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Heroes & Villains

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Responsibility: Dwight D. Eisenhower
Supreme Commander of Allied Forces during the Second World War, Dwight D. Eisenhower had a duty to serve for the common good. On the eve of D-Day, the responsibility fell on his shoulders to wait – or to strike.
Integrity: Schechter Brothers
In the 1930s, Jewish butchers the Schechter brothers showed integrity when they fought what they felt were unjust regulations, in order to uphold their faith and customer trust.
Responsibility: Clara Barton
Clara Barton's unwavering responsibility led her from establishing free schools to founding the American Red Cross, exemplifying how individual dedication can fortify a nation.
Prudence: Thomas Jefferson
Thomas Jefferson's prudence in orchestrating the Louisiana Purchase, despite constitutional concerns, doubled the size of the U.S., securing its position on the global stage.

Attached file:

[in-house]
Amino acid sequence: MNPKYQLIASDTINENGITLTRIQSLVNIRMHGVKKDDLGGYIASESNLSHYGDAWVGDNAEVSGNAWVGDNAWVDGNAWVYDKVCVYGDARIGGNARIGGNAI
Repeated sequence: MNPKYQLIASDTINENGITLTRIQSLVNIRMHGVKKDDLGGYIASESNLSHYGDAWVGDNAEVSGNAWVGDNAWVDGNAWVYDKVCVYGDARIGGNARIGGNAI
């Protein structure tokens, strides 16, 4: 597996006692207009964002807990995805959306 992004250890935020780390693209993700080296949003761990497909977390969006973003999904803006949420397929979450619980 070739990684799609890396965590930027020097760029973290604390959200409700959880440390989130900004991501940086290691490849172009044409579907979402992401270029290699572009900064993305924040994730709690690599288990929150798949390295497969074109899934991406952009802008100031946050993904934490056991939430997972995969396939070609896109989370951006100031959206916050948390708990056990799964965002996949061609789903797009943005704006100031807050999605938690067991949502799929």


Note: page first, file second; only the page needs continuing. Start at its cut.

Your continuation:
Hubris: Aaron Burr
Aaron Burr's ambition led him from political prominence to infamy. Fueled by hubris, he dueled Hamilton and plotted treason, showcasing the perils of unchecked pride.
Immoderation: Huey Long
Huey Long's rise from rural Louisiana to U.S. Senator was marked by immoderation, as promises turned to power grabs and corruption, ultimately leading to his downfall.
Dishonor: Benedict Arnold
Benedict Arnold's once-valiant reputation soured as he betrayed the American Revolution for greed. His name now represents dishonor and the dangers of lost trust.
Courage: Elizabeth Eckford
Elizabeth Eckford's lone walk to Little Rock High School, amid fierce protests, became a symbol of courage in the fight against racial segregation.